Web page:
Several years into my ESL teaching career in Thailand I found myself at a school in the Klong Toey district of Bangkok. This is a noisome slum area that breeds disease, despair, and plenty of good old fashioned juvenile delinquency. It is a place where startling mansions and emporiums nestle cheek by jowl with the most wretched dwellings anywhere on earth. A textbook example of what Karl Marx would call the inequality of capitalism. Everyone hustled 24/7 to get out of that cesspool – some of them honestly, most of them not. The children there had to grow up fast.
My school was fairly modern and the kids, dressed in their cute frocks and blue slacks, looked as innocent as goslings.
At 16 years of age, they were anything but.
The teacher before me was a former prison guard from Australia. He lasted just 3 weeks before he was defenestrated.
This was not a class I was looking forward to teaching, but the wallet was thinning fast and the school had a reputation of paying salaries punctually. So I took a chance.
The first day of class was a debacle. The girls huddled in one corner, gossiping and experimenting with makeup, while the boys lounged near the windows, giving me the once-over to see how much effort it might take to jettison me into the courtyard. Luckily I was fairly heavy, even for a farang, so the boys did not immediately decide to hoist me over the windowsill.
No one paid me the slightest attention, and my lesson went nowhere. When the bell rang the 16-year olds trooped sullenly out, not even bothering to bow or offer me the obligatory wai.
I do not claim to be an Albert Schweitzer or educational genius, but desperate times call for desperate measures. I needed to keep that job till something better turned up, so after school, as I was riding the asthmatic bus back to my apartment, I hit on a plan.
There was a sprawling greenhouse next to my place. I bought a dozen of the cheapest potted plants I could find, and when I told the old lady who ran the place that the plants were for my classroom, she tossed in 6 more, gratis. They were weedy, sorry-looking things, and I had no idea what they were. But I took them all to school with me the next day.
When my girl students saw the plants on my desk they immediately became interested.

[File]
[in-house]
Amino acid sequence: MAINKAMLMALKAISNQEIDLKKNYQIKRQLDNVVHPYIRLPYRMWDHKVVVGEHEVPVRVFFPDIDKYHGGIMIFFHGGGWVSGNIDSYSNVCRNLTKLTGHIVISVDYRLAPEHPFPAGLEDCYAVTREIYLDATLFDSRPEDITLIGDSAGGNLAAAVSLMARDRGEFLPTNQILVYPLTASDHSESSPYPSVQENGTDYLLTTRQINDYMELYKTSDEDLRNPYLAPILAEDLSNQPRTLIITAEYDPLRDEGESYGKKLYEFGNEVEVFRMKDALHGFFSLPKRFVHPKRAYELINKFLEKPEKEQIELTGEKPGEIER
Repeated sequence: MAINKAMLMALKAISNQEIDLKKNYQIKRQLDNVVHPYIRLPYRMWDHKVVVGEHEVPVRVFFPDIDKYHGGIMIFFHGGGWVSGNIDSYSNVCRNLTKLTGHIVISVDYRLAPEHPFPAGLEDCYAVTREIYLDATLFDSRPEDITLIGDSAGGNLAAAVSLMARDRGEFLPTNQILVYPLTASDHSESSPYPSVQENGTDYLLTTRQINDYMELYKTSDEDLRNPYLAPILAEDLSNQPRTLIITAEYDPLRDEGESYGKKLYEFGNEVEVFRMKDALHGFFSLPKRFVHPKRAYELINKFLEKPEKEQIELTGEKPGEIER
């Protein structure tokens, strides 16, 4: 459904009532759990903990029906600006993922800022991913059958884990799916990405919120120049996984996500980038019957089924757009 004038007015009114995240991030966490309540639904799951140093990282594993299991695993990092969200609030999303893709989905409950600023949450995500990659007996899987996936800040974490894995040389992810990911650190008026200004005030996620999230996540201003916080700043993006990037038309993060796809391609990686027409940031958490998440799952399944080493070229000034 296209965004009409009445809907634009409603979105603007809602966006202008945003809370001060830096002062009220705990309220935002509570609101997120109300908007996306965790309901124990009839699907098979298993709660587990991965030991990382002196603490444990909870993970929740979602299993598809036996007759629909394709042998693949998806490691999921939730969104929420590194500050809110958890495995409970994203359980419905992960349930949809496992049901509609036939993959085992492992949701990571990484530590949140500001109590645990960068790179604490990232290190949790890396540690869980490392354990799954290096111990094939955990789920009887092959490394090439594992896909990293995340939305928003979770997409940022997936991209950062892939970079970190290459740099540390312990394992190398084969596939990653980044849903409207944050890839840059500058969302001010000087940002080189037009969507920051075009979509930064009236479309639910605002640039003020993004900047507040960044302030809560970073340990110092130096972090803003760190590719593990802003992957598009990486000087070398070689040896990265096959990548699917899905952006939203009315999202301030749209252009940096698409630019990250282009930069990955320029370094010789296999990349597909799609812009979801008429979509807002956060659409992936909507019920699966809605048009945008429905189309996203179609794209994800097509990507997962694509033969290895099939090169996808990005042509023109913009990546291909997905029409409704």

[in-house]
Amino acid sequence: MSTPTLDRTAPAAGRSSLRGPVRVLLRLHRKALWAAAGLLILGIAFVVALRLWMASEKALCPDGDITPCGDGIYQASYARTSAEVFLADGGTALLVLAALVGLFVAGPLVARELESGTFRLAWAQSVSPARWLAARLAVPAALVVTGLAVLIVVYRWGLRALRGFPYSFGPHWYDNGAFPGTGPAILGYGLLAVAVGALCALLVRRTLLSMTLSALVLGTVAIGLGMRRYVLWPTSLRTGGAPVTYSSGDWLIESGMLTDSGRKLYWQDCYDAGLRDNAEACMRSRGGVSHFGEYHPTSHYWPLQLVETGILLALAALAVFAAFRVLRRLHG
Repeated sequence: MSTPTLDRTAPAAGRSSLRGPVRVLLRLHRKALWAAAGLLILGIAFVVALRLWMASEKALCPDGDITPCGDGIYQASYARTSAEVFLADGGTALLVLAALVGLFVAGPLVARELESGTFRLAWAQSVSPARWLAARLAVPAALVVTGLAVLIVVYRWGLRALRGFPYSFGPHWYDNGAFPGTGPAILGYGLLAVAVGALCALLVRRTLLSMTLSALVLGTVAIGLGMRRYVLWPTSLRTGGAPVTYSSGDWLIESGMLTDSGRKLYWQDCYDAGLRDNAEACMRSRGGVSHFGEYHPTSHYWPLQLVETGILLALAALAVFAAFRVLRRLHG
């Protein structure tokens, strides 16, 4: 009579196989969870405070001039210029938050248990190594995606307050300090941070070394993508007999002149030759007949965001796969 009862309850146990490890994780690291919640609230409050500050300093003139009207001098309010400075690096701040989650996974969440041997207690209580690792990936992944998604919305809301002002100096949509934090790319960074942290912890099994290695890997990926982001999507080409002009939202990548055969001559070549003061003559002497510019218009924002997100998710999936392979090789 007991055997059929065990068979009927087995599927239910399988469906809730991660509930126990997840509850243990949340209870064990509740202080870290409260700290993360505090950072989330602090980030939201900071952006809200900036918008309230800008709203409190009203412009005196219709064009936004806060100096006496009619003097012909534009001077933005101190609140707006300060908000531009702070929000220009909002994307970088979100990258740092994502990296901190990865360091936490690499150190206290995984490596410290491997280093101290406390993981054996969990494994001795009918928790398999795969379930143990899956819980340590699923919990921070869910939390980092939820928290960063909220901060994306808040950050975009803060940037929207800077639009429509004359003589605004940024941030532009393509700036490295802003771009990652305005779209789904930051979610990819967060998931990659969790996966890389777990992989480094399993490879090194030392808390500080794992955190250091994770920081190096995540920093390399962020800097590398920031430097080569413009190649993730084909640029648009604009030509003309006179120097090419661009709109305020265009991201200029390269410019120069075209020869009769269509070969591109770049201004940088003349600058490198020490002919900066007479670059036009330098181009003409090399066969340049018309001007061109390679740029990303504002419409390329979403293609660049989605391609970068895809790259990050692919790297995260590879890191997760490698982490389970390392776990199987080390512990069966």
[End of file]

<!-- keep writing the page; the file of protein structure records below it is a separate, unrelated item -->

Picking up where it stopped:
I told the girls – while the boys continued to pretend to be totally uninterested over by the windows – that I had to give them an English lesson each day, and that if they would help me through it by at least staying awake, we could spend time after the lesson, before the bell rang, taking care of the plants, and that at the end of the school year I would be happy to distribute them to the class.
The girls immediately began classifying the plants and advising me on how best to take care of them – this one needed lots of water; that one needed direct sun all day; and this one had leaves you could eat – and, miracle of miracles, some of the boys even came over to get in on the palaver.
I kept my lessons short. All the girls, and some of the boys, enthusiastically entered into the spirit of the thing, and as the weeks rolled by I brought in more and more cheap, sickly potted plants, which the kids immediately began nursing into bloom.
Of course, there was a hard core of boys who refused to have anything to do with my scheme. I could not get them to participate. The pleasant time I was having with the rest of the students seemed to goad them on, until one day one of these tough guys picked up a sapling off my desk and hurled it out the window, then tried to stare me down – daring me to do anything about it. The girls set up such a ruckus that the assistant principal shot in to see if I had been lynched. I explained what happened, and she turned on the tough guy with a fury that only the female of the species can summon and sustain. He, and the other tough guys, cowered before her. I found out later that basically what she had said was “I don’t care what you do to the farang teacher, but how dare you destroy one of these beautiful plants! I can promise you that if another one of these blessed plants is disturbed by any of you hooligans I will personally have you roasted alive!” She stalked out, and then my girls took over. They ganged up on the tough guy and physically forced him out of the room to go retrieve the damaged plant from the courtyard below. And they were not gentle about it. And their language was – well, let’s just say I picked up some interesting new Thai vocabulary that day.
After that incident all the tough guys were thoroughly cowed by the girls in class. The girls saw to it that the boys were alert and responsive, so the lesson would get over fast and the plants could be tended to. Any boy who tried the gangsta business again was in for a tongue-lashing and, perhaps, after class, a beating, from the girls. The plants prospered under their care. One of them was a Thai eggplant, which actually produced some small, green, barely edible, fruit.
After several months I was able to finally line up another job in a much better school. I’d like to say that my Klong Toey students gave me a “Good-bye, Mr. Chips” type of send off, but, truth to tell, all the students cared about was divvying up the plants.
All Thais, I’ve since learned, have a green thumb. They nurture plant life like a farang nurtures a money market account. And flowers never stop giving interest.
This taste of Thailand has been brought to you by Provo Flowers. Show your loved ones that you care by bringing them flowers — the gift that lightens any room.